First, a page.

Some N.B. lobster fishermen park boats to protest low prices
Published Thursday, August 17, 2017 12:25PM ADT Last Updated Thursday, August 17, 2017 10:00PM ADT
Boat helper Paul Emile Robichaud ties up his brother's boat as lobster fishers in the area chose to not go out today in protest of the current lobster prices on the market, in Pointe-Sapin, N.B., on Thursday, Aug. 17, 2017. Some lobster fishermen in eastern New Brunswick have tied up their boats in a protest over the prices they're getting for lobster. Fishermen in ports such as Pointe Sapin and Richibucto remained at the docks Thursday, saying landings are down and prices are low. (THE CANADIAN PRESS/Diane Doiron)
SHEDIAC, N.B. -- Some lobster fishermen in eastern New Brunswick tied up their boats and remained onshore Thursday in a protest over the prices they're getting for lobster.
Fishermen in ports such as Pointe-Sapin and Richibucto remained at the docks, saying landings are down and prices are low.
"Some processors were telling some fishermen that their price was going to be $5 and $5.50 a pound, and last week they found out from those same buyers and processors that their price was going to be far less. You can imagine the frustration of fishermen right now," said Michel Richard, an organizer with the Maritime Fishermen's Union.
Fishermen say right now they're being paid about $4.25 per pound for canners and $4.75 per pound for market lobsters.
They say it's a big drop from about $7.50 per pound in the spring.
Richard said fishermen aren't getting any answers from the processors and buyers about the price drop.
"The fishermen are frustrated because they don't know exactly where to get that information," he said.
But Jerry Amirault, president of the Lobster Producers Association of New Brunswick and Nova Scotia, said producers are paying what the market can bear.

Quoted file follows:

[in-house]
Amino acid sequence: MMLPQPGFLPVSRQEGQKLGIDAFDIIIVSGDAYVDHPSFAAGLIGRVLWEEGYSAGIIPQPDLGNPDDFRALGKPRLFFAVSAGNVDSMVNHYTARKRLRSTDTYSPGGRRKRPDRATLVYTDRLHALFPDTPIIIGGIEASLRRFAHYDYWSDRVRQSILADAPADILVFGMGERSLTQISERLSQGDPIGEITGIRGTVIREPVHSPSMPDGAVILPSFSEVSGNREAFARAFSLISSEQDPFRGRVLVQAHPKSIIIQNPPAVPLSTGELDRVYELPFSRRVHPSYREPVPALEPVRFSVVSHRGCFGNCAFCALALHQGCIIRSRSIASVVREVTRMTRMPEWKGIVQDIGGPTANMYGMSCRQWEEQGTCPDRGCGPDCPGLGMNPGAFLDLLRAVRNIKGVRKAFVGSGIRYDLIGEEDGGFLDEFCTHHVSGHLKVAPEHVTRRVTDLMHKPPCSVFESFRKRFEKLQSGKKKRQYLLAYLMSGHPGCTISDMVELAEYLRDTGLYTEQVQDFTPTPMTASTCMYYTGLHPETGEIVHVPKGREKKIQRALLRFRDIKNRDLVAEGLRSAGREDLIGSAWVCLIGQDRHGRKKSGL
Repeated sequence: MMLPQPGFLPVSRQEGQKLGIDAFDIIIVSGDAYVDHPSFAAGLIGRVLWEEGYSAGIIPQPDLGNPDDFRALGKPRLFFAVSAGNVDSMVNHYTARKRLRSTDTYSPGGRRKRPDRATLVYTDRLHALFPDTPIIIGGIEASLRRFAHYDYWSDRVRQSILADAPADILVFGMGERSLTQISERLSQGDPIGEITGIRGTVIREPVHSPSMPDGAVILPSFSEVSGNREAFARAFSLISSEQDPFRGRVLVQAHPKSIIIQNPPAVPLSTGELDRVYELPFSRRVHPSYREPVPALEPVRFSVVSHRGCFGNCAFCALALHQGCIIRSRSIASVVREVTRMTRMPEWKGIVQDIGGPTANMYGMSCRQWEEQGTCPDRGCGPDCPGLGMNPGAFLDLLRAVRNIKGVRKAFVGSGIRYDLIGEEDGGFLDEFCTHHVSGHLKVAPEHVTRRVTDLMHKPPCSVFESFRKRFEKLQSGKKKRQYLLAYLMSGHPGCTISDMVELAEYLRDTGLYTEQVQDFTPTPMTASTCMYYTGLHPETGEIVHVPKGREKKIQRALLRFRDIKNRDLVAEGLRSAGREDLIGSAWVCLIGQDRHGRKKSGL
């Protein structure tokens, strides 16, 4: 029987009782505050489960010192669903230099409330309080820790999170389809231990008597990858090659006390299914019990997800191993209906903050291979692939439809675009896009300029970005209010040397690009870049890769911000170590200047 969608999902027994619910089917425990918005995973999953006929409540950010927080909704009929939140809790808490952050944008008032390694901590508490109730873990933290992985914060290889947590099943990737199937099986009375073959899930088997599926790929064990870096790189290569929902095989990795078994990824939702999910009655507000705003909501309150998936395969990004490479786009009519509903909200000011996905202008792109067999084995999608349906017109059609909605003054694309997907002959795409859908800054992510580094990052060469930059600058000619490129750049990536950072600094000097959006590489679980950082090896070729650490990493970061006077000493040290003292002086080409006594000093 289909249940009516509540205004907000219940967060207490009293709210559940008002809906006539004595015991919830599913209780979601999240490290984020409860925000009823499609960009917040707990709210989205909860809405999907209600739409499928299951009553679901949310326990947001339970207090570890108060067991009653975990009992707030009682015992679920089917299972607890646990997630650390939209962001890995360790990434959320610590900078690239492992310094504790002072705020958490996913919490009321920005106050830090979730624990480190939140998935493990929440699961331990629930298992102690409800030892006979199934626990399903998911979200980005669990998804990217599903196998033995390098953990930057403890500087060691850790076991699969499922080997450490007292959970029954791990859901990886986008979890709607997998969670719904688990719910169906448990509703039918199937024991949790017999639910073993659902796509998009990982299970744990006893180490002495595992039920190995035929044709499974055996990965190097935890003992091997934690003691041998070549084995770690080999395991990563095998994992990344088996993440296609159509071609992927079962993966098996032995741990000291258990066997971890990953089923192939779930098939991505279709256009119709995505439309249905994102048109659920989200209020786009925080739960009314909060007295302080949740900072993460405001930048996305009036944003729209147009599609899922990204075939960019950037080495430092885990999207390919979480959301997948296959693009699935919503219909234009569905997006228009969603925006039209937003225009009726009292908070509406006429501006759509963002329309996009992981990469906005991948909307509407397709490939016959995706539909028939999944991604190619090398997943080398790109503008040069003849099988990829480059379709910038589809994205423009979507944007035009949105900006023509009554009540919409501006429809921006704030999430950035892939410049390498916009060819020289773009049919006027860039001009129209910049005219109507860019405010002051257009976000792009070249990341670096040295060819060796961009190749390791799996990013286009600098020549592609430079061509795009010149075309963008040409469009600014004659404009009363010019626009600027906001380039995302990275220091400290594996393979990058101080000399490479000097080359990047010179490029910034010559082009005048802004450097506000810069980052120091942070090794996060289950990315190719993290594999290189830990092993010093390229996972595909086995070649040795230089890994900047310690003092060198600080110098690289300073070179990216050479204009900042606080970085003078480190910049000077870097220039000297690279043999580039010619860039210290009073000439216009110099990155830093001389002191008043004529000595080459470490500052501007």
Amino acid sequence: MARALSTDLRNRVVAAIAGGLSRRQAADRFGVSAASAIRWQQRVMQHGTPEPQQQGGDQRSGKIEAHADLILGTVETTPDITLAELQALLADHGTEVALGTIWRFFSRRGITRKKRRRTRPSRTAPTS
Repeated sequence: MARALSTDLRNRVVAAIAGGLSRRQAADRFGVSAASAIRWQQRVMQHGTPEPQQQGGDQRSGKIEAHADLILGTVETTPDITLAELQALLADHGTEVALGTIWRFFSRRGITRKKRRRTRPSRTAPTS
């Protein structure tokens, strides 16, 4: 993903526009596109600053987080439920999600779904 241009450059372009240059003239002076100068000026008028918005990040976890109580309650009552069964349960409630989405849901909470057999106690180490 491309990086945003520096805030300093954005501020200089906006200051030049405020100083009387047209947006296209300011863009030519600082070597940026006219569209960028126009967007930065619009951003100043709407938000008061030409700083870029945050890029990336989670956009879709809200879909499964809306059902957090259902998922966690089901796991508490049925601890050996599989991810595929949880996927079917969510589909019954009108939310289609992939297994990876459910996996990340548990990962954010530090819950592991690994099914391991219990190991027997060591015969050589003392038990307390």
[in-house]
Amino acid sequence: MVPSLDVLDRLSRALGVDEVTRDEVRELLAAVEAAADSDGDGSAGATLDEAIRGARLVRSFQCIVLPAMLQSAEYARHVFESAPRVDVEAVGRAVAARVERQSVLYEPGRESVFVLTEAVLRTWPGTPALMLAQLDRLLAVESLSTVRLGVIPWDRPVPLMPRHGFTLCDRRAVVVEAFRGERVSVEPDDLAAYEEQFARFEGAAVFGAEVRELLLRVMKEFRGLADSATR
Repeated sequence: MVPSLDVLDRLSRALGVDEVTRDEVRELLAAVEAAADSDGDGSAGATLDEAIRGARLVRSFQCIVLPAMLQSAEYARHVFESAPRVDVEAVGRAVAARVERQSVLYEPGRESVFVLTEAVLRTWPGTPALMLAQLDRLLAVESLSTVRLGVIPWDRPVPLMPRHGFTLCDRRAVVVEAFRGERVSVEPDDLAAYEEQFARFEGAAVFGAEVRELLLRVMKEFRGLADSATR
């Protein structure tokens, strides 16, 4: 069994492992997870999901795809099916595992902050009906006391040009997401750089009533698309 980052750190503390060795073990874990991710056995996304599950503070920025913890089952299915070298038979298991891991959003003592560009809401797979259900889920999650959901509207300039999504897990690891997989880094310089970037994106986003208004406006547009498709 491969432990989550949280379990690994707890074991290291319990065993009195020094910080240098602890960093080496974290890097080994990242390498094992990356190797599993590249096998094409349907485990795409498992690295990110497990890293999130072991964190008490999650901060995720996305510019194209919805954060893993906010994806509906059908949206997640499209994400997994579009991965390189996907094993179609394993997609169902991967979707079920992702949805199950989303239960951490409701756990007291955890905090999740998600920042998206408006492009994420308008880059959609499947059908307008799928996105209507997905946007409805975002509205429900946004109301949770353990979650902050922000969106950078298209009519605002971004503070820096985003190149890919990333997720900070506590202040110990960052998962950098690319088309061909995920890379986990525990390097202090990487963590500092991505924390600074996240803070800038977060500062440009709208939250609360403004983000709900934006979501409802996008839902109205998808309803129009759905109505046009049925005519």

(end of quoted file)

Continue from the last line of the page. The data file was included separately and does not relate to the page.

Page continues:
"At this time the markets are fragile, and we are working with the MFU and the fishermen," he said.
Amirault said the change in the value of the Canadian dollar has had an impact on exports.
Since late July the value of the U.S. dollar has gone from $1.35 Canadian to $1.25 Canadian, the equivalent of a 7 per cent drop for Canadian exporters selling in U.S. dollars.
The provincial Department of Fisheries issued a statement, saying it is working with the fishermen and the processors.
"The price of lobster is determined by market conditions. There are many components of pricing within the marketplace. They include ... availability of supply, fluctuation in market demand and fluctuation in exchange rates," the statement reads.
In 2016, the value of New Brunswick's exports of seafood increased by $157 million to $1.6 billion compared to the year before.
It's not the first time fishermen have protested over lobster prices.
In 2013, fishermen in New Brunswick, P.E.I. and Nova Scotia stayed at the docks in a protest over prices. At the time, prices had dipped to about $2.75 per pound for canners and $3.25 per pound for market lobsters.
New Brunswick fishermen blocked trucks delivering Maine lobsters to three producers in Cap-Pele and Shediac in 2012.
Richard said not all the current lobster fishermen are protesting the prices. He said some of the boats didn't go out Thursday because of high winds.
The fall season, for the zone covering much of the Northumberland Strait, opened Aug. 8 and runs until Oct. 9.